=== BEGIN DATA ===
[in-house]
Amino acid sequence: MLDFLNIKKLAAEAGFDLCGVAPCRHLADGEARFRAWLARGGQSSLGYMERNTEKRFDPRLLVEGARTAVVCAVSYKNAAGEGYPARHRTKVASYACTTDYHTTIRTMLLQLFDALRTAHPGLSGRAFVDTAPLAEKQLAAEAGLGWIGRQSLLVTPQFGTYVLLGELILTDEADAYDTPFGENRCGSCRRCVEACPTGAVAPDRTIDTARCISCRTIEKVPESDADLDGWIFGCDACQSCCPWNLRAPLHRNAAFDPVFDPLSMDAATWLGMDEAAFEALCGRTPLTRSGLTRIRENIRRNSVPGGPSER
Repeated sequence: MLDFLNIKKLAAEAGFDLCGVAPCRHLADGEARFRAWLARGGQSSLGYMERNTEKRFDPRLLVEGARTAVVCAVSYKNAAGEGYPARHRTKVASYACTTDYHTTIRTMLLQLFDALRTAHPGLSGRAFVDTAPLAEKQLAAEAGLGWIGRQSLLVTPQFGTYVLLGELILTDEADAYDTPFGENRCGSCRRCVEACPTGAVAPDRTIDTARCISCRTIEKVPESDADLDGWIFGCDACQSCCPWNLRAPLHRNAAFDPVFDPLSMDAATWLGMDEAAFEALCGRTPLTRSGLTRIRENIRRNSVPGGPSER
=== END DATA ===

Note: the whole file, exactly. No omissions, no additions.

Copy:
[in-house]
Amino acid sequence: MLDFLNIKKLAAEAGFDLCGVAPCRHLADGEARFRAWLARGGQSSLGYMERNTEKRFDPRLLVEGARTAVVCAVSYKNAAGEGYPARHRTKVASYACTTDYHTTIRTMLLQLFDALRTAHPGLSGRAFVDTAPLAEKQLAAEAGLGWIGRQSLLVTPQFGTYVLLGELILTDEADAYDTPFGENRCGSCRRCVEACPTGAVAPDRTIDTARCISCRTIEKVPESDADLDGWIFGCDACQSCCPWNLRAPLHRNAAFDPVFDPLSMDAATWLGMDEAAFEALCGRTPLTRSGLTRIRENIRRNSVPGGPSER
Repeated sequence: MLDFLNIKKLAAEAGFDLCGVAPCRHLADGEARFRAWLARGGQSSLGYMERNTEKRFDPRLLVEGARTAVVCAVSYKNAAGEGYPARHRTKVASYACTTDYHTTIRTMLLQLFDALRTAHPGLSGRAFVDTAPLAEKQLAAEAGLGWIGRQSLLVTPQFGTYVLLGELILTDEADAYDTPFGENRCGSCRRCVEACPTGAVAPDRTIDTARCISCRTIEKVPESDADLDGWIFGCDACQSCCPWNLRAPLHRNAAFDPVFDPLSMDAATWLGMDEAAFEALCGRTPLTRSGLTRIRENIRRNSVPGGPSER